the FO is not responsible for preparing or judging feasibility of the landing site, so the Perception system must
provide this capability. Because some reactive functions must happen quickly, the Perception system and Trajectory
Planner contain some of the key autonomous functionalities of TALOS, as discussed in the Perception section.
This broad categorization of elements has been used to organize the development of TALOS, which is designed to
be retrofitted onto any STANAG 4586-compliant unmanned helicopter. For this effort, the Boeing Unmanned Little
Bird (ULB) was chosen as the demonstration platform.
The remainder of the paper is organized as follows: first, an AACUS mission is described, providing terminology
and motivating system requirements. Next, the planning systems are described, as these naturally flow from the
mission description. Human interfaces are next described, emphasizing the unique aspects of the problem and the
TALOS solution. Perception requirements and approach are then described, with particular emphasis on the
requirements and autonomous behavior during an aggressive approach to land. Finally, integration and testing on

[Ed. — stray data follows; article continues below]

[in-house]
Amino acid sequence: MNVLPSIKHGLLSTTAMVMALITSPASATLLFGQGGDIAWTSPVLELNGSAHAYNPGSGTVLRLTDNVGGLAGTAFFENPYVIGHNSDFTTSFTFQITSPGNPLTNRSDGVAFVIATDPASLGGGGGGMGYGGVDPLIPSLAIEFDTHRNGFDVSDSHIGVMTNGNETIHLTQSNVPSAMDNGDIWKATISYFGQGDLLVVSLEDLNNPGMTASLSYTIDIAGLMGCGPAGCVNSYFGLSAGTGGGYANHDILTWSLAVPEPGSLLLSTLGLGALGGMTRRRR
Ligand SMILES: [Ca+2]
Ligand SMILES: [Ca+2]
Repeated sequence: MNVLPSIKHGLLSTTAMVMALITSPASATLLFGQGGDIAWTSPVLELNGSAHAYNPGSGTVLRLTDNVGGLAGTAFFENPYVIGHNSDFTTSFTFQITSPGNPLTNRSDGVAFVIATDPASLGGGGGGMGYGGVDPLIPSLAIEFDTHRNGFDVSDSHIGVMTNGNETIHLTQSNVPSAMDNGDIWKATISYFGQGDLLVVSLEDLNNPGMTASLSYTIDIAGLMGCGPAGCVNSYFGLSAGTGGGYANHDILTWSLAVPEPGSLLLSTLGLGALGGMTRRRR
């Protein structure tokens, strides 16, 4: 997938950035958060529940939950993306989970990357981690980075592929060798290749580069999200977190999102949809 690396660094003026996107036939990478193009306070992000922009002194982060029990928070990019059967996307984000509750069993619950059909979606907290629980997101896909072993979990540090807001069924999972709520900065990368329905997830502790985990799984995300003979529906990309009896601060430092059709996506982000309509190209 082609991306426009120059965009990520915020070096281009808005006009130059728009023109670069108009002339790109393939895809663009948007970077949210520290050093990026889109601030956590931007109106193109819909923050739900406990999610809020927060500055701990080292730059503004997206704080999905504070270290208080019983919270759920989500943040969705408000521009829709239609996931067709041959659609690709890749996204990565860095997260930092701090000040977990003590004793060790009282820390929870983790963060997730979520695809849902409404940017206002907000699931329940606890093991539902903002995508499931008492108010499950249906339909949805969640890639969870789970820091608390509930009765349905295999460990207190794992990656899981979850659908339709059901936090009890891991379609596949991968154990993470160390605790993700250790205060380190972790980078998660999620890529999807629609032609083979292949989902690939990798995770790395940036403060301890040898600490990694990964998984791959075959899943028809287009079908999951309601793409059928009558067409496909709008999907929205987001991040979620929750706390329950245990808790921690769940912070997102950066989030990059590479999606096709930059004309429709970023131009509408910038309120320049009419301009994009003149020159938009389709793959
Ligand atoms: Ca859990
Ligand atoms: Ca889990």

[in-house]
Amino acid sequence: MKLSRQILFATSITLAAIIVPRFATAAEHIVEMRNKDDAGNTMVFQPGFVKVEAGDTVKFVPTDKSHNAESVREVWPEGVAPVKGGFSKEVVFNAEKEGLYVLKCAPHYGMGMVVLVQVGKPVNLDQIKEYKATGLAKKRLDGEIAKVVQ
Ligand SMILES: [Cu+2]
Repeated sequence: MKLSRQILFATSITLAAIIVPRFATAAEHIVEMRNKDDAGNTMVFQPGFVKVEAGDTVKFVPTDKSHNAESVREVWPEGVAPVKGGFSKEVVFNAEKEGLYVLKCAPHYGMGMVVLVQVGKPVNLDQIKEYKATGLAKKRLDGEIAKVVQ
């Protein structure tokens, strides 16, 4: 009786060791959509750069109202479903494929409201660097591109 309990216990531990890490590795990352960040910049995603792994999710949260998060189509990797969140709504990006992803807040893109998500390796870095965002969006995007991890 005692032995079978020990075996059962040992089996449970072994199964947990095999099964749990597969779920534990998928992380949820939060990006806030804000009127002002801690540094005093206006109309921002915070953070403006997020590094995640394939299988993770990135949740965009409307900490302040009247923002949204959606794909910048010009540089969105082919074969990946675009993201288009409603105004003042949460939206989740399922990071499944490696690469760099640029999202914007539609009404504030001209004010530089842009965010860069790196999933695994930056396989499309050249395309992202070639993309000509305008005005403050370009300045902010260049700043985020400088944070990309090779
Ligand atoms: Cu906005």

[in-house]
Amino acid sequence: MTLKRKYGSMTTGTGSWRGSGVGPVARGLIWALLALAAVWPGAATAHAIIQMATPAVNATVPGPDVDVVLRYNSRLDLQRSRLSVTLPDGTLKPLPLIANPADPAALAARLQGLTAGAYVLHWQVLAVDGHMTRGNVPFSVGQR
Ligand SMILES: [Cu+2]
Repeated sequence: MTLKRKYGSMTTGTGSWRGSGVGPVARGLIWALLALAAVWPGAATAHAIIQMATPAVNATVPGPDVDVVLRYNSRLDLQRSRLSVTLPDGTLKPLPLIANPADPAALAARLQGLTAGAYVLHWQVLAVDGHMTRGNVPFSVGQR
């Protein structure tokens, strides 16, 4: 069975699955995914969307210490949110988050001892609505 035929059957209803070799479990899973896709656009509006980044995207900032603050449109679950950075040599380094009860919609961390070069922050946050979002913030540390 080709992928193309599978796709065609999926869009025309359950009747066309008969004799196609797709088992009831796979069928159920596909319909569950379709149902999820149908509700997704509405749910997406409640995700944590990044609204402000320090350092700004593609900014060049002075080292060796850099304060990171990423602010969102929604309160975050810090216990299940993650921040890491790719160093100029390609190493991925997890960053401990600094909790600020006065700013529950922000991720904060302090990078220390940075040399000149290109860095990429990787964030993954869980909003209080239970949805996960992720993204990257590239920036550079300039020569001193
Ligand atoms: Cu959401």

the ULB is described, and demonstration results are provided.
An AACUS mission is a substantial extension of a typical UAS mission. It begins with a delivery request from an
FO at an austere location, entered using the FO handheld device (a smart phone or tablet, as is projected to be part of
the future Marine’s standard equipment), or by radio. The request initiates an Assault Support Request (ASR) which
is managed by the AVO at the MOB. The request conforms to the ASR standards, and consists of information about
the Landing Point (LP – the precise GPS location where the helicopter is requested to land), the conditions at the
landing site (wind, threat zones, etc.), and the desired supplies. The ASR is handled using Cursor on Target (CoT)
protocols, which allow both the FO and the AVO to maintain situation awareness about the status of the request.
The AVO uses the TALOS automated route planning capabilities to plan the mission, from take-off at the MOB to
landing at the COP. After the vehicle is loaded and cleared for take-off, the AVO commands the launch and